For the past 30 years, Australia has supported inclusive regional security and economic multilateral institutions as a way of entrenching the United States’ role in Asia. With US-China competition intensifying, institutions such as the East Asia Summit (EAS) and Asia-Pacific Economic Cooperation (APEC) are coming under new pressure. Yet even as new narrower groupings such as the Quad take form, the region's established multilateral institutions will remain key forums in the competition for regional influence.
How can the United States use ASEAN-led institutions to advance its Indo-Pacific strategy? How does its approach to Asian multilateral institutions compare with that of other countries, including China, Australia and Japan? How should the Biden administration prioritise its ASEAN engagement vis-a-vis the Quad and other narrower regional groupings? And what implications does this have for Australia?
To discuss these issues and launch the report A seat at the table: The role of regional multilateral institutions in US Indo-Pacific strategy, the United States Studies Centre hosted a webinar featuring report author Susannah Patton, Research Fellow in USSC's Foreign Policy and Defence Program; Hoang Thi Ha, Lead Researcher at the ASEAN Studies Centre and Co-coordinator of the Regional Strategic and Political Studies Programme at ISEAS-Yusof Ishak Institute; and Dr Prashanth Parameswaran, Global Fellow at the Wilson Center in conversation with Dr Peter Lee, Research Fellow in USSC's Foreign Policy and Defence Program.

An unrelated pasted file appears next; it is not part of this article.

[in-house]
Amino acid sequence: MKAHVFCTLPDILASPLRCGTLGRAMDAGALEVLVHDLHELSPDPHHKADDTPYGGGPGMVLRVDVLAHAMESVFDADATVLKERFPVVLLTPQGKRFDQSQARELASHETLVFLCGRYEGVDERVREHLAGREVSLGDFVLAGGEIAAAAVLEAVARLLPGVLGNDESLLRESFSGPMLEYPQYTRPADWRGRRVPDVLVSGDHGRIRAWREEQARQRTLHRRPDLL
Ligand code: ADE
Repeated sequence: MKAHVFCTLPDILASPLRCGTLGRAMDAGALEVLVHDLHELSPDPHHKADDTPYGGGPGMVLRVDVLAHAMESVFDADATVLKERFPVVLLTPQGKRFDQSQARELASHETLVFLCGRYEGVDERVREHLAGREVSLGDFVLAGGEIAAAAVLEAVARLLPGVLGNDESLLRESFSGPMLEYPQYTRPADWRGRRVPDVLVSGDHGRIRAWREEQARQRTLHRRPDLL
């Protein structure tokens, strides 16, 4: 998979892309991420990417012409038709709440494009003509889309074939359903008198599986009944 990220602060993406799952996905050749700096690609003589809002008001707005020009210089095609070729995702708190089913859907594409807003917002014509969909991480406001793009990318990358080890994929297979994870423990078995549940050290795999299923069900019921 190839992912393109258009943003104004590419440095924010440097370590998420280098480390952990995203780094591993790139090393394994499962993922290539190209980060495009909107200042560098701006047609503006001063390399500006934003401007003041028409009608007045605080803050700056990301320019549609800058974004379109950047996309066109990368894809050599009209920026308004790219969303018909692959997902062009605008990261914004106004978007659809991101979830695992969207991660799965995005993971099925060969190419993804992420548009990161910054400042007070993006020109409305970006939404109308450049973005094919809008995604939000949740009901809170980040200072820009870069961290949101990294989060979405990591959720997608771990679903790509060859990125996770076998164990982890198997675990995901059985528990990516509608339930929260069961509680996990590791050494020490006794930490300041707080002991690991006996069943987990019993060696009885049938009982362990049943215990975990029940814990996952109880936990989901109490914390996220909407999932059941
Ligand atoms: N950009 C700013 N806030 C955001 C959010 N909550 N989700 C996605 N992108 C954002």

This activity was supported by the Australian Government through a grant by the Australian Department of Defence. The views expressed herein are those of the speakers and are not necessarily those of the Australian government or the Australian Department of Defence.